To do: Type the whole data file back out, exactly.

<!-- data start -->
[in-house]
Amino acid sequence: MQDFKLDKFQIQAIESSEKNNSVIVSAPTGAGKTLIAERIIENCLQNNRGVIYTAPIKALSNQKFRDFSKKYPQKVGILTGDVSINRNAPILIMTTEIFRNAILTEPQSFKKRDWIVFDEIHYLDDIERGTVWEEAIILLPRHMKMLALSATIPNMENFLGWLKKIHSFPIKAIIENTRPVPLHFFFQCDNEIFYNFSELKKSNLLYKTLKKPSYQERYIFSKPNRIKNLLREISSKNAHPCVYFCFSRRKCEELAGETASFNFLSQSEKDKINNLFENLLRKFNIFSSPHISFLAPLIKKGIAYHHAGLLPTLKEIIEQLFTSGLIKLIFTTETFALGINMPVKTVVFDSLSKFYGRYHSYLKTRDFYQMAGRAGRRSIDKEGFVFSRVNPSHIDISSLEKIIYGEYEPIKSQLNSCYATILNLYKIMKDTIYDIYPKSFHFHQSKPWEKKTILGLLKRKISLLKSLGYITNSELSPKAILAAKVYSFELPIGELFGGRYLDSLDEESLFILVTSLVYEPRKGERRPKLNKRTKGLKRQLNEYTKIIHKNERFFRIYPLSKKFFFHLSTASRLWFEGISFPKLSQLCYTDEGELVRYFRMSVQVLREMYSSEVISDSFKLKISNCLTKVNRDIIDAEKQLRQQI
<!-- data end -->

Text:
[in-house]
Amino acid sequence: MQDFKLDKFQIQAIESSEKNNSVIVSAPTGAGKTLIAERIIENCLQNNRGVIYTAPIKALSNQKFRDFSKKYPQKVGILTGDVSINRNAPILIMTTEIFRNAILTEPQSFKKRDWIVFDEIHYLDDIERGTVWEEAIILLPRHMKMLALSATIPNMENFLGWLKKIHSFPIKAIIENTRPVPLHFFFQCDNEIFYNFSELKKSNLLYKTLKKPSYQERYIFSKPNRIKNLLREISSKNAHPCVYFCFSRRKCEELAGETASFNFLSQSEKDKINNLFENLLRKFNIFSSPHISFLAPLIKKGIAYHHAGLLPTLKEIIEQLFTSGLIKLIFTTETFALGINMPVKTVVFDSLSKFYGRYHSYLKTRDFYQMAGRAGRRSIDKEGFVFSRVNPSHIDISSLEKIIYGEYEPIKSQLNSCYATILNLYKIMKDTIYDIYPKSFHFHQSKPWEKKTILGLLKRKISLLKSLGYITNSELSPKAILAAKVYSFELPIGELFGGRYLDSLDEESLFILVTSLVYEPRKGERRPKLNKRTKGLKRQLNEYTKIIHKNERFFRIYPLSKKFFFHLSTASRLWFEGISFPKLSQLCYTDEGELVRYFRMSVQVLREMYSSEVISDSFKLKISNCLTKVNRDIIDAEKQLRQQI